The Case for Open Source BI Software

For both software users and software creators, the advent of open source business intelligence has created much controversy. Since 1998, when the Open Source Initiative was formed, a steadily increasing wave of commercial and non-commercial licensed software has been developed and distributed over the internet. Currently, in the realm of open source BI software, over 60% of companies and governments are active users, with these numbers steadily rising. But even with such statistics, some potential users still prefer closed source software to its open source competition. On the other hand, some new software creators also prefer the world of closed source applications, with little interest in developing software for open source business intelligence.

For these closed source minded software users and creators, there are a few common misconceptions about open source software that should be examined more closely.

Concerns about Open Source Software

In the case of business intelligence, potential users may worry about the safety and security of software that is free for download over the internet. Would valuable and potentially damaging business intelligence information really be safely filtered through free software? Also, such potential users may also be worried about bugs within the open source software, or even a “back door” for the software creator to access the user’s information.

For software creators looking to tackle business intelligence, the open source software model may look like a worthless investment of time and expertise. Why would anybody make business intelligence software available as a completely free download? How would a software creator make any money if the source of his or her labor is freely distributed to anybody who owns a computer?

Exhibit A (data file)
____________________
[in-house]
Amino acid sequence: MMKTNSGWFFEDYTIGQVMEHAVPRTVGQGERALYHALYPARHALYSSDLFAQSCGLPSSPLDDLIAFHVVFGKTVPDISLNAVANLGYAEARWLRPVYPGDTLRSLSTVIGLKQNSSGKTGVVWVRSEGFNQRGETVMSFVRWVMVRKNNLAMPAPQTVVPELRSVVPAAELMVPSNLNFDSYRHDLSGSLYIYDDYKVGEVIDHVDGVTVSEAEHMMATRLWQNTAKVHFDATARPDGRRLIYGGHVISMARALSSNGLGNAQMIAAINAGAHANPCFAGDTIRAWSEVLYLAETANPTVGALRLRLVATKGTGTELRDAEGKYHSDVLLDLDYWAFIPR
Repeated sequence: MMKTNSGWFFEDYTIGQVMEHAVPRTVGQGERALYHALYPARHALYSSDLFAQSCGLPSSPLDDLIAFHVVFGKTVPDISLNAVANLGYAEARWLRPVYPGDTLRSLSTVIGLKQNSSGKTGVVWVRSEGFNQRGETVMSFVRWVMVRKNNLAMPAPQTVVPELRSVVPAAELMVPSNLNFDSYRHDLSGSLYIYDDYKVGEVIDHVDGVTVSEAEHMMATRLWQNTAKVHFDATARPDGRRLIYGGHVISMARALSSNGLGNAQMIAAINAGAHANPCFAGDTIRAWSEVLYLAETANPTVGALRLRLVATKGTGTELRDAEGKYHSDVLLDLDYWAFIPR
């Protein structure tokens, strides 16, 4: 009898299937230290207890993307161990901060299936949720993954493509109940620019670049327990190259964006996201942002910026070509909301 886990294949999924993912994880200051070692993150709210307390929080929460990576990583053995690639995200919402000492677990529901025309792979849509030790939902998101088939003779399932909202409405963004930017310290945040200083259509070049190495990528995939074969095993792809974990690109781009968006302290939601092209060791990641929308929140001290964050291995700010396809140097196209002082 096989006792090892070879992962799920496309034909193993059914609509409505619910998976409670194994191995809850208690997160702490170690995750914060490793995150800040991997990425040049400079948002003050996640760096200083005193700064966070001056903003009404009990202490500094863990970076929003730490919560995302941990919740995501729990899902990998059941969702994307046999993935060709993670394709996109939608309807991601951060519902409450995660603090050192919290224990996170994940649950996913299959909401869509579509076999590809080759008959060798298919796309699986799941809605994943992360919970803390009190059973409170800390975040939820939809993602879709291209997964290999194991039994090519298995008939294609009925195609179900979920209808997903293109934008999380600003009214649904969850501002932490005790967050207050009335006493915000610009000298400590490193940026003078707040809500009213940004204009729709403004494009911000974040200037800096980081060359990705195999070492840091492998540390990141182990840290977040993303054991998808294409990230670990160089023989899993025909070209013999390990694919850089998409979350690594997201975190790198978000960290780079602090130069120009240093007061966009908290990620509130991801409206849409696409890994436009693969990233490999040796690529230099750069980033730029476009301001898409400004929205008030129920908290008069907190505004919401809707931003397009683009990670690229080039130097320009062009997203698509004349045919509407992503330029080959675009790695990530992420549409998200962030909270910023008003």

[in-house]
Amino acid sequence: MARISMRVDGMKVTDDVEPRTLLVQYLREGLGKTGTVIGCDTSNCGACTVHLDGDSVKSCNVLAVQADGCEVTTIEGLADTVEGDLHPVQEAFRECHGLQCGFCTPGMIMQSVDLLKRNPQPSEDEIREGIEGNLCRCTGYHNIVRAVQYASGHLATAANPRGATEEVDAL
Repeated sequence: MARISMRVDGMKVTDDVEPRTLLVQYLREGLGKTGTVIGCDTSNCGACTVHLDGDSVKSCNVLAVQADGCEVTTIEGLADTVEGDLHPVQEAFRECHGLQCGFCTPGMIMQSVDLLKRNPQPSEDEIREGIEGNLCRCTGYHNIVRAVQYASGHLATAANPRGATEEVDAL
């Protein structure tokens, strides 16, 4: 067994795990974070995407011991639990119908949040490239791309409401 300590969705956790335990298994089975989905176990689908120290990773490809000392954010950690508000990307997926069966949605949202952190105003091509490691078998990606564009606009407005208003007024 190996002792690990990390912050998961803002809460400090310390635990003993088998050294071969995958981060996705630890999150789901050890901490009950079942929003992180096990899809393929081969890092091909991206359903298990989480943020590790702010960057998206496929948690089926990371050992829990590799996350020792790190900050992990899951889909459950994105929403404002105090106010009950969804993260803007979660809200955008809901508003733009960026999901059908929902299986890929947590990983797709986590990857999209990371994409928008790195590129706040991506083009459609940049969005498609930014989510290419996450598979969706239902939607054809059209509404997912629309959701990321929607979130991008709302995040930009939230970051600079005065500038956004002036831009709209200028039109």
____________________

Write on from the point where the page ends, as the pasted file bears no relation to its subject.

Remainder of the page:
The Truth about Open Source Software

For those users worried about the safety capabilities of open source business intelligence software, they can rest easy. Since its inception, the creation of open source software has been targeted towards benefitting users, not scamming them. Also, there can be no such thing as a “back door” in open source software, because all of the software’s coding is fully available for everybody to see. If large companies and corporations are using open source business intelligence software, you can be sure that it is a safe and reliable alternative to any of the pricy closed source competition. In addition, open source business software allows users to come together over forums and discussions, where everybody can work together and troubleshoot to update the software into an even better free business intelligence tool.

Hesitant software creators should also realize that they can make big profits from creating something that everybody downloads for free. Unlike closed source companies, open source companies make money by shifting the commercial value away from their business intelligence software “product,” and instead, generate money from something called the “Product Halo.” This means software creators offer the open source software for free, but charge money for such valuable services such as tutorials, technical support, and system integration. Basically, if the open source business intelligence software creator is the most knowledgeable about his or her product, then users and companies will pay them for help in maintaining and updating the free software.

Though closed source software is here to stay, new software users and creators are wise to look into the benefits of the increasingly popular open source business intelligence software model.

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